Nine people connected to the Senate — including senators, staff, aides and interns — have already tested positive for COVID-19. That includes Majority Leader Mike Dugan. The House has refused to update how many members tested positive this week, although House Speaker David Ralston said Monday that three or four House members had tested positive for the disease.
Even lawmakers who haven’t tested positive have been touched by the disease. The husband of Rep. Patty Bentley, D-Butler, is hospitalized in Savannah with COVID-19. In an interview, Bentley urged Georgians to “take extra precautions to protect yourself.”
Both chambers have required their members to be tested twice a week for COVID-19 and have taken other precautions to prevent the spread of the disease.
But there are signs some legislators aren’t taking the edict seriously. On Tuesday, Ralston announced 74 of his 180 members skipped the mandatory test on the first day of the session.
The speaker’s office wouldn’t say how many skipped a second test Thursday. Senate staff said 90% of the 56 senators took their test on Thursday, though some may have missed the testing because they didn’t attend the session that day, said Steve Tippins, chief of staff for Senate President Pro Tem Butch Miller, R-Gainesville.
Of the 600 people who took tests on Thursday, less than 1% received positive results, Tippins said.
Though masks are required on the House and Senate floors, their use is only “strongly encouraged” in the Capitol hallways. During Kemp’s address Thursday, many people milling around wore masks, but some didn’t.
The General Assembly will not be in session next week, and budget hearings will be available online.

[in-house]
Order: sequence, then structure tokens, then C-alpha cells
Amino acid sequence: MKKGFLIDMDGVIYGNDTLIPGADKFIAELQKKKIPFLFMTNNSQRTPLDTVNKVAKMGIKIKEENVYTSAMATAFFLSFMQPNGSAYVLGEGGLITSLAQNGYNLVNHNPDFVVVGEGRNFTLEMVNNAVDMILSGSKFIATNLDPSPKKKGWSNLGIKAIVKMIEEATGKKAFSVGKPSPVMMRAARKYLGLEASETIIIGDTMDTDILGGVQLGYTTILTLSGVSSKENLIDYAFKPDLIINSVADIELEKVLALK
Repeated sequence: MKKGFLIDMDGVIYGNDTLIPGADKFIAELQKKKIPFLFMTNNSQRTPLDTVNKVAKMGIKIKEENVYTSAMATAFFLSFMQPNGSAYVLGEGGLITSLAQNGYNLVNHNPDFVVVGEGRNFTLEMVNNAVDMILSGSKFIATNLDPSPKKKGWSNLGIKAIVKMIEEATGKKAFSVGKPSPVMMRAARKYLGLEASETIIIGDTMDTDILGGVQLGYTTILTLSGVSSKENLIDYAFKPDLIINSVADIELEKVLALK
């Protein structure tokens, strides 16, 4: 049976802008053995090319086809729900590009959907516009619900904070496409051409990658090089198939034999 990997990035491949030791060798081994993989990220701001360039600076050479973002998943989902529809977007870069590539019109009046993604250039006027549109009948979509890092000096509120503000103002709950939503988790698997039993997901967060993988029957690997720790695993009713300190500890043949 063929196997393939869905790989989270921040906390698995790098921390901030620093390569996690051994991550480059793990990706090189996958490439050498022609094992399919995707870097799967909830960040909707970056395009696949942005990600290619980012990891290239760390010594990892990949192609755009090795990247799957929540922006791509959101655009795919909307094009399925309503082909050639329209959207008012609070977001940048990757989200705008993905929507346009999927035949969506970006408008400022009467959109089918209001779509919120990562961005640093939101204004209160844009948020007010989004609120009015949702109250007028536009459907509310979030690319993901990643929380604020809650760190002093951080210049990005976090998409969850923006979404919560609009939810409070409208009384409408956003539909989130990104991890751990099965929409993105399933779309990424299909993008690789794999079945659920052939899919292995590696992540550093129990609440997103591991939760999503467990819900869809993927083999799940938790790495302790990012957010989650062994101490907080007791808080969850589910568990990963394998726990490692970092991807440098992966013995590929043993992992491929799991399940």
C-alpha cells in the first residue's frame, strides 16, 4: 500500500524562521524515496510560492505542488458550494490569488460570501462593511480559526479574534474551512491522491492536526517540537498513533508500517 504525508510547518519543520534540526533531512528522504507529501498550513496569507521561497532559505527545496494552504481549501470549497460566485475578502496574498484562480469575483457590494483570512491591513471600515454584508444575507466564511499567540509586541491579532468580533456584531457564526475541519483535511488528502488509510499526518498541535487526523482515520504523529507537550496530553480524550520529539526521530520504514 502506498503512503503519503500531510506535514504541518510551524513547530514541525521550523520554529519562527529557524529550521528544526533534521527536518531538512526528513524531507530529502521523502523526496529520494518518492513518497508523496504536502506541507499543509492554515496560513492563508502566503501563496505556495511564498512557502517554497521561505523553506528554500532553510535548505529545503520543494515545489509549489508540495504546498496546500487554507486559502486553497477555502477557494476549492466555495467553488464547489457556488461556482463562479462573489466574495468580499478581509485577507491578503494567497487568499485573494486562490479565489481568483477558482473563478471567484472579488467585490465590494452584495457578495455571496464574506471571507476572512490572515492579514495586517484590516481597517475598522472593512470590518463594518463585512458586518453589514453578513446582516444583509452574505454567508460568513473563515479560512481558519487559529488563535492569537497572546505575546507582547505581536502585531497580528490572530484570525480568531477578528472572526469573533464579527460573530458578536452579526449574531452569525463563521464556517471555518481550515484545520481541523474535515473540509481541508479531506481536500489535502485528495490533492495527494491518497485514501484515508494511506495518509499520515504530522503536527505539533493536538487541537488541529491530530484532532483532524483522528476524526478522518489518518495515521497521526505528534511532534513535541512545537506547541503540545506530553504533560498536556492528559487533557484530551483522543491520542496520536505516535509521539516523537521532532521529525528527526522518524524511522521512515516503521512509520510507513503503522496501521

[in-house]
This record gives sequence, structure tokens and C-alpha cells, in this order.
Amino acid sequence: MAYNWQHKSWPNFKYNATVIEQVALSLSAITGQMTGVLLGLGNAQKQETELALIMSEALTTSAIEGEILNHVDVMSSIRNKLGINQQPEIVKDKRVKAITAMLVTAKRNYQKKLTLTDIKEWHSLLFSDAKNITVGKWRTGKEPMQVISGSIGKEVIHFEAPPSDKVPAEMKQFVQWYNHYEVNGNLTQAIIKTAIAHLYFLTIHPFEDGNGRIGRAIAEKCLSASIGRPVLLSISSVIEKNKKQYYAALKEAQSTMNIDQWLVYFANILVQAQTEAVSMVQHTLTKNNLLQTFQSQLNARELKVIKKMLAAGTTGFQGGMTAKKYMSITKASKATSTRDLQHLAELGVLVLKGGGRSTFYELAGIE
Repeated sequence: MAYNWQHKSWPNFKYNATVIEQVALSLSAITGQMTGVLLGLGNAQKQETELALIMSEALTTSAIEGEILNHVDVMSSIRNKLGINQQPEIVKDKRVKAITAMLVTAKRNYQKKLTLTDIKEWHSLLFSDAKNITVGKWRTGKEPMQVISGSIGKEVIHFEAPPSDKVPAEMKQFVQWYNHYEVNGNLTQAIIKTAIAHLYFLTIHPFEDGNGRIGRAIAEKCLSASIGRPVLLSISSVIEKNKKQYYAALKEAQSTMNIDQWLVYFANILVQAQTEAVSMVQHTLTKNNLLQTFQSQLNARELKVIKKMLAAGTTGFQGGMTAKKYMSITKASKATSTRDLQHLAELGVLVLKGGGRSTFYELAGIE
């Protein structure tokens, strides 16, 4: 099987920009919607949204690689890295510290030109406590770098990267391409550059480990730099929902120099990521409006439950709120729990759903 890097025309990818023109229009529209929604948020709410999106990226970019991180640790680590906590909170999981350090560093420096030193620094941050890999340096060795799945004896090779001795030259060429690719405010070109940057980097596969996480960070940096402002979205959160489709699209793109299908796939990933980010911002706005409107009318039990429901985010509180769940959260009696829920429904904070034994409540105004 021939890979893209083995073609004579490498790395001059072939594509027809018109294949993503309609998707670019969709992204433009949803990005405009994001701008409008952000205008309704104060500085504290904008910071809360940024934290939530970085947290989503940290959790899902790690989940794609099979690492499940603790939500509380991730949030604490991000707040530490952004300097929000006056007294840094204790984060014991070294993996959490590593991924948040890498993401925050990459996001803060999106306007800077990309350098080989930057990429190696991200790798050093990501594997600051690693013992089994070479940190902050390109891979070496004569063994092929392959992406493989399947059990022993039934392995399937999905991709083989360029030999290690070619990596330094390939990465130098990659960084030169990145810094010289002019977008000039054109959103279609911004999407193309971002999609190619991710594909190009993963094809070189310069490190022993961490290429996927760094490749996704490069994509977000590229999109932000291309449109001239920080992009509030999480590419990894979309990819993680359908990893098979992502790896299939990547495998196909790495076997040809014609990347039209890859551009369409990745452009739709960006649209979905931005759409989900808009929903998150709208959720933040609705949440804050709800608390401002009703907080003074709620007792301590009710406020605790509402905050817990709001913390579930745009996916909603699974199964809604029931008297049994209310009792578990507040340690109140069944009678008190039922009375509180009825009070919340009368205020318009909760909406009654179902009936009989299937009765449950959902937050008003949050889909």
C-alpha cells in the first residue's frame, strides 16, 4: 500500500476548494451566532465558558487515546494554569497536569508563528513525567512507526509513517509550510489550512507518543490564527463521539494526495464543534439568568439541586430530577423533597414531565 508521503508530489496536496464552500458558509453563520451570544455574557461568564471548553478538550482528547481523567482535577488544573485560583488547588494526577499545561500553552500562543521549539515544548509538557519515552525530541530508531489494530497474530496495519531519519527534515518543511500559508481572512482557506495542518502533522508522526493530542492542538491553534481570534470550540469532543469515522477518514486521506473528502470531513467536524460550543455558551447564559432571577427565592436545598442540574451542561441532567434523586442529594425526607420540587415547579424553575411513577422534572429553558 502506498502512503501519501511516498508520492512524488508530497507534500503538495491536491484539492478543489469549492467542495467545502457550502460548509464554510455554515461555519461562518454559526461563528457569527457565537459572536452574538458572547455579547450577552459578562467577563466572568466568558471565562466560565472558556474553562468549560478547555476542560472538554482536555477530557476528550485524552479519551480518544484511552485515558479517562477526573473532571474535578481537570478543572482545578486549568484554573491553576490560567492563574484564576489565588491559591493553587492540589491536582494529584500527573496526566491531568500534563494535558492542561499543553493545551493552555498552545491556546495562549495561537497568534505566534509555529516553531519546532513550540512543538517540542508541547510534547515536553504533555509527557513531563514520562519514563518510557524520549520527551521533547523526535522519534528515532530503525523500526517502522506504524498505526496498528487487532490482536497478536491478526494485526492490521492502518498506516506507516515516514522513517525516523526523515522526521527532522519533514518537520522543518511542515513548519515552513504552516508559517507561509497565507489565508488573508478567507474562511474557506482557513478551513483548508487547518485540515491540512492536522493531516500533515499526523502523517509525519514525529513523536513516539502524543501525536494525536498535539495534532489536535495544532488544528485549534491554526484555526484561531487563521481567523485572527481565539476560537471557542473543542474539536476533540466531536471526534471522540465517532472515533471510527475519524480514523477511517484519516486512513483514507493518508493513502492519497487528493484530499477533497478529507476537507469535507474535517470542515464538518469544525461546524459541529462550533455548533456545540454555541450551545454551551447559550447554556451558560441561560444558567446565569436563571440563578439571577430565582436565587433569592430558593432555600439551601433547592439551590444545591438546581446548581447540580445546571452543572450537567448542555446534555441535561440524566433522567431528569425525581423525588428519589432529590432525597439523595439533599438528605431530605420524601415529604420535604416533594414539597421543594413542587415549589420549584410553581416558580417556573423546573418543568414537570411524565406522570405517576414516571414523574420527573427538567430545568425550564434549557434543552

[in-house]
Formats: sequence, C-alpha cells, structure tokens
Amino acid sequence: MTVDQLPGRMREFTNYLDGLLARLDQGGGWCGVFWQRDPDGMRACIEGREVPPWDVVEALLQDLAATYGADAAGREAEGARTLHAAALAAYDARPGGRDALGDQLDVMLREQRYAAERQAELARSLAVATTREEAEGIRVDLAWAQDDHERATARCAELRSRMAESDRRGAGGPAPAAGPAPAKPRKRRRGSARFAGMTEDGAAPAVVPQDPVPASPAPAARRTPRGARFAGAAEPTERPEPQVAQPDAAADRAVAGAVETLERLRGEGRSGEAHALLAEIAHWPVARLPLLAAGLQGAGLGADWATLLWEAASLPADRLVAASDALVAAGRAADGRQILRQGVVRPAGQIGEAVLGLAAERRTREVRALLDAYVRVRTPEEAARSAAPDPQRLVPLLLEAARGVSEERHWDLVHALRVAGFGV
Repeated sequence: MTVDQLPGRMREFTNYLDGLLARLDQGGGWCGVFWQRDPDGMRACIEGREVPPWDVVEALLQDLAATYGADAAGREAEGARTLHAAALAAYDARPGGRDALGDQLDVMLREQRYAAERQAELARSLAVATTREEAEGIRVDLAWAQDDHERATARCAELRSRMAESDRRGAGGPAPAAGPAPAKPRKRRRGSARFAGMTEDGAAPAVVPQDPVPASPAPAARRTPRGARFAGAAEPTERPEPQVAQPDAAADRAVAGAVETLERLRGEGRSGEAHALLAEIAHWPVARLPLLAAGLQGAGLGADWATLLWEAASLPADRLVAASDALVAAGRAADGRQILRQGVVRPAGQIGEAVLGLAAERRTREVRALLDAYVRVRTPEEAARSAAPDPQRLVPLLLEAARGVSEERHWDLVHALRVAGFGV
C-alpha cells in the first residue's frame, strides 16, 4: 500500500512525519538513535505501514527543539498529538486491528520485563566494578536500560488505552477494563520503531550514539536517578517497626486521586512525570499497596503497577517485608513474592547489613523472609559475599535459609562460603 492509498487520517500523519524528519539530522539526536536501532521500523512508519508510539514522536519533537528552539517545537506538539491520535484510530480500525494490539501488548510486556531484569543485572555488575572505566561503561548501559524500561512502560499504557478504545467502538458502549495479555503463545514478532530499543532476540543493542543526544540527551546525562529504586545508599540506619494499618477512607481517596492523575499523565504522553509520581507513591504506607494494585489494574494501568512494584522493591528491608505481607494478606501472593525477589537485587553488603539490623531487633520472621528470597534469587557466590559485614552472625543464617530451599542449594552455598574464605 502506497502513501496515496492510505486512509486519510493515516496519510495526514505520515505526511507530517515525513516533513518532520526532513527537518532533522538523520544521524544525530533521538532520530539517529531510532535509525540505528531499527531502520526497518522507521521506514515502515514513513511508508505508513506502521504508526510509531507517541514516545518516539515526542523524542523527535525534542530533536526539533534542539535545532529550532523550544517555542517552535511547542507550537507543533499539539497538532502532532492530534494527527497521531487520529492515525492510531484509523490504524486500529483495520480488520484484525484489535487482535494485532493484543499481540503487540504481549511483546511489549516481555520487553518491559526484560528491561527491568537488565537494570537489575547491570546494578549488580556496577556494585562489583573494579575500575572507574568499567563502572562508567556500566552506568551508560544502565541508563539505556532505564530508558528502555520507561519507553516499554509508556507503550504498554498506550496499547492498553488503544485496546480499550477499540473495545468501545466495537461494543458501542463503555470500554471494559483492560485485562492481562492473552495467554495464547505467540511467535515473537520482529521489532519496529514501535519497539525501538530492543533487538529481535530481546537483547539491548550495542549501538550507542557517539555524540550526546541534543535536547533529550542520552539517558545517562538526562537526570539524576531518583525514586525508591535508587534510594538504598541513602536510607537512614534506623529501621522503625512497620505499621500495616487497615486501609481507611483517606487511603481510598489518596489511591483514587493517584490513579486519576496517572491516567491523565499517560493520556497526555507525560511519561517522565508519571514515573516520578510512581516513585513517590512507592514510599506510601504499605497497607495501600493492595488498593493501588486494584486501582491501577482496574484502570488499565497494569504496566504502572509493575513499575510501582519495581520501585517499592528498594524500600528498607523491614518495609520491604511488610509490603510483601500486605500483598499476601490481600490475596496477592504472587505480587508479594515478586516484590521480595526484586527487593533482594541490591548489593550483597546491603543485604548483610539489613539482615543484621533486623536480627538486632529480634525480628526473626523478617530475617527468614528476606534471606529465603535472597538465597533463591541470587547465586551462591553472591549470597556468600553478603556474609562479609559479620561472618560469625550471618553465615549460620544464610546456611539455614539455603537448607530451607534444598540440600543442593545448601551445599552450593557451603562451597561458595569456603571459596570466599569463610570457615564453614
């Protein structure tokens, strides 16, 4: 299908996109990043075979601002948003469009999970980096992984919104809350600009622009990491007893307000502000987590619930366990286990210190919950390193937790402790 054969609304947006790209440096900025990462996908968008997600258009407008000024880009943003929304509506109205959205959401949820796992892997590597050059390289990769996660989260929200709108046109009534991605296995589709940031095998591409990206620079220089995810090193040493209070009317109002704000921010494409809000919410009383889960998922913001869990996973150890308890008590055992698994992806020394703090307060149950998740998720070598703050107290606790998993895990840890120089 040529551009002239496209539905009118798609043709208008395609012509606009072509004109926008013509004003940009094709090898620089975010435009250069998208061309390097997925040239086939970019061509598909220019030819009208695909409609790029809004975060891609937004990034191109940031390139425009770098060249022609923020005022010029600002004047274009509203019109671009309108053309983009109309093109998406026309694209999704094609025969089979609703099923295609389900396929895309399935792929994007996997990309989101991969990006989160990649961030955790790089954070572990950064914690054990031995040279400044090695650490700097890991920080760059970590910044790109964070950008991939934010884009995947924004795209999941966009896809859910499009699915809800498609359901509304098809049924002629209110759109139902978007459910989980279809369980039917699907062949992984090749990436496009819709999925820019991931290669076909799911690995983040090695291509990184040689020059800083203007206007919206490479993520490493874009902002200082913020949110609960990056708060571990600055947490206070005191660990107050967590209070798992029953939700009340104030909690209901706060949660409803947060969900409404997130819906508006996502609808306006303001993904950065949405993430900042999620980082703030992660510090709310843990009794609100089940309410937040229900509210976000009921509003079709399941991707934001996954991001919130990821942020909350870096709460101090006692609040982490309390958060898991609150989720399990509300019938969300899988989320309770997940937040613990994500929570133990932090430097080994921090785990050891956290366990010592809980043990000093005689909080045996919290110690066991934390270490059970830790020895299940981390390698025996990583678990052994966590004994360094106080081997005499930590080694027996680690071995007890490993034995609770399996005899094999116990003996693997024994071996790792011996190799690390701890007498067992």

John Porter, chief of staff for Lt. Gov. Geoff Duncan, said the mostly virtual budget hearings will help slow the spread of the virus and give those who’ve been sick or exposed to COVID-19 time to isolate and recover.
But a suspension of the legislative session is under discussion.
“We’ve had multiple conversations with Administrative Affairs (Committee) and with the lieutenant governor’s office about when or if we might have to shut down if there’s a surge in COVID numbers,” Tippins said. “We’re going to keep monitoring it as we go and hopefully stay ahead of the curve.”
As if the pandemic weren’t enough, lawmakers also must contend with threats of more violence in the wake of the Jan. 6 attack on the U.S. Capitol.
The violence was fueled by President Donald Trump’s false allegation that widespread voting fraud in several states — including Georgia — cost him the election. State and federal investigators have found no evidence of widespread fraud.
But some Georgia Republican lawmakers gave credence to the claims, allowing the president’s attorneys to air them in streamed legislative hearings, calling for a special session to address voting fraud and urging Vice President Mike Pence to delay congressional certification of the presidential election.
This week, the Senate stripped some of those lawmakers of committee chairmanships. Kemp decried “conspiracy theories” in his State of the State address. And Ralston called the attack on the U.S. Capitol a “wake-up call.”
“We probably need to look a little harder at what the evidence is before we go chasing theories around,” the speaker said. “I think that people are ready to move on.”
But “moving on” isn’t likely. Republicans will consider a slew of changes to absentee voting — including the elimination of “no-excuse” absentee voting — to assuage their constituents’ fraud concerns.
Democrats want to expand absentee voting. And they blame Republicans for the violence.
“Their efforts to spread misinformation are backfiring and, in fact, are leading to violence,” Parent said at a Democratic press conference following Kemp’s address. “So now they’re left with one of their oldest and most trusted tools: voter suppression.”
The pandemic, the threats of violence and the lingering bitterness of the election have made for a tense start to the legislative session. But some lawmakers hope bipartisan cooperation is possible.
“There are standing pieces of legislation and business that have to be taken care of — like passing the budget and making sure our constituents’ needs are heard,” said freshman Sen. Jason Anavitarte, a Dallas Republican. “And that’s what we have to focus on.”
Rep. Calvin Smyre, D-Columbus, who has spent 46 years in the General Assembly, echoed those sentiments.
“When the election is over, focus on governing,” Smyre said. “Now is the time to govern.”